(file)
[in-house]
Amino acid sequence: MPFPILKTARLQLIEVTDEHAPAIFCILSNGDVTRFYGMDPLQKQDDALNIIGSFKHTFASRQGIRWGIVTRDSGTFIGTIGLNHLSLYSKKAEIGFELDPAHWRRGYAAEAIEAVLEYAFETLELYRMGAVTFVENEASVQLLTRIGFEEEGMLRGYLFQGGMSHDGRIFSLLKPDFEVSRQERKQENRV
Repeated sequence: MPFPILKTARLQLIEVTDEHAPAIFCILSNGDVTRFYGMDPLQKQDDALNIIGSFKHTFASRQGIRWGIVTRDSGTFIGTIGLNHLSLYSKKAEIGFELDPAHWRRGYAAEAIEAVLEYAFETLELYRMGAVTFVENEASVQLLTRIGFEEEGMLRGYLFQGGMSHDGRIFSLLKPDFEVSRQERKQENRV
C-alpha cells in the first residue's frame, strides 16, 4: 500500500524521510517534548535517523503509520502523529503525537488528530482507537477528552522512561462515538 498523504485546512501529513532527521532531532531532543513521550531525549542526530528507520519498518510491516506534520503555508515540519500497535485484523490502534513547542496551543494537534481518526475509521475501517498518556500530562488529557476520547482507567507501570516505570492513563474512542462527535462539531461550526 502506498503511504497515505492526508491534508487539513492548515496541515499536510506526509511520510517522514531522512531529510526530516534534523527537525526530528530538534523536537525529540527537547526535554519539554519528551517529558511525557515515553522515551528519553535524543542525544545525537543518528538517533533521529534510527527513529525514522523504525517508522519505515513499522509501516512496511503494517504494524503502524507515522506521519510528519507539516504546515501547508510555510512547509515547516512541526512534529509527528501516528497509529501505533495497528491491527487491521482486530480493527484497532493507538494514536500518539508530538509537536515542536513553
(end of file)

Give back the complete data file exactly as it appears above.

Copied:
[in-house]
Amino acid sequence: MPFPILKTARLQLIEVTDEHAPAIFCILSNGDVTRFYGMDPLQKQDDALNIIGSFKHTFASRQGIRWGIVTRDSGTFIGTIGLNHLSLYSKKAEIGFELDPAHWRRGYAAEAIEAVLEYAFETLELYRMGAVTFVENEASVQLLTRIGFEEEGMLRGYLFQGGMSHDGRIFSLLKPDFEVSRQERKQENRV
Repeated sequence: MPFPILKTARLQLIEVTDEHAPAIFCILSNGDVTRFYGMDPLQKQDDALNIIGSFKHTFASRQGIRWGIVTRDSGTFIGTIGLNHLSLYSKKAEIGFELDPAHWRRGYAAEAIEAVLEYAFETLELYRMGAVTFVENEASVQLLTRIGFEEEGMLRGYLFQGGMSHDGRIFSLLKPDFEVSRQERKQENRV
C-alpha cells in the first residue's frame, strides 16, 4: 500500500524521510517534548535517523503509520502523529503525537488528530482507537477528552522512561462515538 498523504485546512501529513532527521532531532531532543513521550531525549542526530528507520519498518510491516506534520503555508515540519500497535485484523490502534513547542496551543494537534481518526475509521475501517498518556500530562488529557476520547482507567507501570516505570492513563474512542462527535462539531461550526 502506498503511504497515505492526508491534508487539513492548515496541515499536510506526509511520510517522514531522512531529510526530516534534523527537525526530528530538534523536537525529540527537547526535554519539554519528551517529558511525557515515553522515551528519553535524543542525544545525537543518528538517533533521529534510527527513529525514522523504525517508522519505515513499522509501516512496511503494517504494524503502524507515522506521519510528519507539516504546515501547508510555510512547509515547516512541526512534529509527528501516528497509529501505533495497528491491527487491521482486530480493527484497532493507538494514536500518539508530538509537536515542536513553